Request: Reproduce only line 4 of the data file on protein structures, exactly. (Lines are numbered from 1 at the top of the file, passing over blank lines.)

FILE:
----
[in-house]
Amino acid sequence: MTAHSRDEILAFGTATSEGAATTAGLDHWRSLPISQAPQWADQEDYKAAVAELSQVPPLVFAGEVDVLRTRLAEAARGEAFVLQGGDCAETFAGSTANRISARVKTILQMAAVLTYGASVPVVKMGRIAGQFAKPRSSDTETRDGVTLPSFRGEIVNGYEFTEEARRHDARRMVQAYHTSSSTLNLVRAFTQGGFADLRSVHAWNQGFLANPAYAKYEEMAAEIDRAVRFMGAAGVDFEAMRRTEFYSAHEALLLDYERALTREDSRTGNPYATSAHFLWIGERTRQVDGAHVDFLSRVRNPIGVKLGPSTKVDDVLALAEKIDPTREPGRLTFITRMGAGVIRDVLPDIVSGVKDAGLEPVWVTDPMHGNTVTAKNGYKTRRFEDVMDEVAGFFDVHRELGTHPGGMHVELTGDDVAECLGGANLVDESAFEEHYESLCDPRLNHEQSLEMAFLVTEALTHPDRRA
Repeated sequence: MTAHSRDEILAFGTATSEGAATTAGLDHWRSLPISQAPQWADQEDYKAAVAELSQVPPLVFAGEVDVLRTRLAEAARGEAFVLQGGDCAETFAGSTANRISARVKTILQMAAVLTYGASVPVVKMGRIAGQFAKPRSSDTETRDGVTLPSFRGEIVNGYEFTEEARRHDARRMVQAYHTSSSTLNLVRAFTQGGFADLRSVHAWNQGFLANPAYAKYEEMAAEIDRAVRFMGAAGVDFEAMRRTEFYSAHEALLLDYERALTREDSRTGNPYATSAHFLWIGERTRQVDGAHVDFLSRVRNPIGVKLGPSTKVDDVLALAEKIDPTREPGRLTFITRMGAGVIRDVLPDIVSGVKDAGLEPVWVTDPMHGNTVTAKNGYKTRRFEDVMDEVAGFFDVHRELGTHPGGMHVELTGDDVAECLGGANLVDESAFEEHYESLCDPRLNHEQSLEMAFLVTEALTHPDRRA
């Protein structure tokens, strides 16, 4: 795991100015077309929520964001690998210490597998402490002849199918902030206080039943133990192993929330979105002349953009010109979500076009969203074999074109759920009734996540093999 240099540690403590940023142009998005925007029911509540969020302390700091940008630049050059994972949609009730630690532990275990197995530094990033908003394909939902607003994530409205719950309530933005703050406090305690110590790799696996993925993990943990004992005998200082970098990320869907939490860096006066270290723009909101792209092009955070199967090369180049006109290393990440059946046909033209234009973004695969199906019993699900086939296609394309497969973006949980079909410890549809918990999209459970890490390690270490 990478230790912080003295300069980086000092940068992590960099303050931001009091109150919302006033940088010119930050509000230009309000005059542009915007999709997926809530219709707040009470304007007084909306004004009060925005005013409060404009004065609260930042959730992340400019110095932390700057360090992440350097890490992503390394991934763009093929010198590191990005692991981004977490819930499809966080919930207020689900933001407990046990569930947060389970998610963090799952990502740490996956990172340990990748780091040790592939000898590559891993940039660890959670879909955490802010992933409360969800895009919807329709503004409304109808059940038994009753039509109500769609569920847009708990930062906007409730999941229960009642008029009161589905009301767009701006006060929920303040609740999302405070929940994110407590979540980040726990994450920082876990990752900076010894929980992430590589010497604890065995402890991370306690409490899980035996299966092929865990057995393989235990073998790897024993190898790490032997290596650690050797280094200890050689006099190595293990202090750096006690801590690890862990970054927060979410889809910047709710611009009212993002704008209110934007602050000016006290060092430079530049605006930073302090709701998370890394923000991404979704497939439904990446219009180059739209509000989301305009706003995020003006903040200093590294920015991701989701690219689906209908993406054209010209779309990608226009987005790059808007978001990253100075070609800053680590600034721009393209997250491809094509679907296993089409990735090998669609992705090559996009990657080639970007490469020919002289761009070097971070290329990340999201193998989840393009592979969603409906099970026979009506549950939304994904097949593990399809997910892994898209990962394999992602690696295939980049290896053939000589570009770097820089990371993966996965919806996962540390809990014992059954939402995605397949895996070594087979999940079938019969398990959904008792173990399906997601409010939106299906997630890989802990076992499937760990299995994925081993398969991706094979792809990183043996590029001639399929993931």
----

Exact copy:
């Protein structure tokens, strides 16, 4: 795991100015077309929520964001690998210490597998402490002849199918902030206080039943133990192993929330979105002349953009010109979500076009969203074999074109759920009734996540093999 240099540690403590940023142009998005925007029911509540969020302390700091940008630049050059994972949609009730630690532990275990197995530094990033908003394909939902607003994530409205719950309530933005703050406090305690110590790799696996993925993990943990004992005998200082970098990320869907939490860096006066270290723009909101792209092009955070199967090369180049006109290393990440059946046909033209234009973004695969199906019993699900086939296609394309497969973006949980079909410890549809918990999209459970890490390690270490 990478230790912080003295300069980086000092940068992590960099303050931001009091109150919302006033940088010119930050509000230009309000005059542009915007999709997926809530219709707040009470304007007084909306004004009060925005005013409060404009004065609260930042959730992340400019110095932390700057360090992440350097890490992503390394991934763009093929010198590191990005692991981004977490819930499809966080919930207020689900933001407990046990569930947060389970998610963090799952990502740490996956990172340990990748780091040790592939000898590559891993940039660890959670879909955490802010992933409360969800895009919807329709503004409304109808059940038994009753039509109500769609569920847009708990930062906007409730999941229960009642008029009161589905009301767009701006006060929920303040609740999302405070929940994110407590979540980040726990994450920082876990990752900076010894929980992430590589010497604890065995402890991370306690409490899980035996299966092929865990057995393989235990073998790897024993190898790490032997290596650690050797280094200890050689006099190595293990202090750096006690801590690890862990970054927060979410889809910047709710611009009212993002704008209110934007602050000016006290060092430079530049605006930073302090709701998370890394923000991404979704497939439904990446219009180059739209509000989301305009706003995020003006903040200093590294920015991701989701690219689906209908993406054209010209779309990608226009987005790059808007978001990253100075070609800053680590600034721009393209997250491809094509679907296993089409990735090998669609992705090559996009990657080639970007490469020919002289761009070097971070290329990340999201193998989840393009592979969603409906099970026979009506549950939304994904097949593990399809997910892994898209990962394999992602690696295939980049290896053939000589570009770097820089990371993966996965919806996962540390809990014992059954939402995605397949895996070594087979999940079938019969398990959904008792173990399906997601409010939106299906997630890989802990076992499937760990299995994925081993398969991706094979792809990183043996590029001639399929993931």